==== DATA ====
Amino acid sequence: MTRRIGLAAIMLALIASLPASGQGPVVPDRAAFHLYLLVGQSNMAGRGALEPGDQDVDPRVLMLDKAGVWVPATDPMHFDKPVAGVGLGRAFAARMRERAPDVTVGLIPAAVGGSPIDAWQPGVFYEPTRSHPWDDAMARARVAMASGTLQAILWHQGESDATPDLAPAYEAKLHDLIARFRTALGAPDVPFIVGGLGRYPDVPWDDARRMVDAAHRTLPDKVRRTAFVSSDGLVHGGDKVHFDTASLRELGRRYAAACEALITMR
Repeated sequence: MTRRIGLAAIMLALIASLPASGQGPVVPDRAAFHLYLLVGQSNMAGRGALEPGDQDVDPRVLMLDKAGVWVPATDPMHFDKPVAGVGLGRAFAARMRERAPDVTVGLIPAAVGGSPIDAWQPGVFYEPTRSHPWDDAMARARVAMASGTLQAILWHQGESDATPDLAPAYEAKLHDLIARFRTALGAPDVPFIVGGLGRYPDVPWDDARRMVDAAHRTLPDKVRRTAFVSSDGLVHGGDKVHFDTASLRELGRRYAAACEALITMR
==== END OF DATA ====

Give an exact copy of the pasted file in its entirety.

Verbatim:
Amino acid sequence: MTRRIGLAAIMLALIASLPASGQGPVVPDRAAFHLYLLVGQSNMAGRGALEPGDQDVDPRVLMLDKAGVWVPATDPMHFDKPVAGVGLGRAFAARMRERAPDVTVGLIPAAVGGSPIDAWQPGVFYEPTRSHPWDDAMARARVAMASGTLQAILWHQGESDATPDLAPAYEAKLHDLIARFRTALGAPDVPFIVGGLGRYPDVPWDDARRMVDAAHRTLPDKVRRTAFVSSDGLVHGGDKVHFDTASLRELGRRYAAACEALITMR
Repeated sequence: MTRRIGLAAIMLALIASLPASGQGPVVPDRAAFHLYLLVGQSNMAGRGALEPGDQDVDPRVLMLDKAGVWVPATDPMHFDKPVAGVGLGRAFAARMRERAPDVTVGLIPAAVGGSPIDAWQPGVFYEPTRSHPWDDAMARARVAMASGTLQAILWHQGESDATPDLAPAYEAKLHDLIARFRTALGAPDVPFIVGGLGRYPDVPWDDARRMVDAAHRTLPDKVRRTAFVSSDGLVHGGDKVHFDTASLRELGRRYAAACEALITMR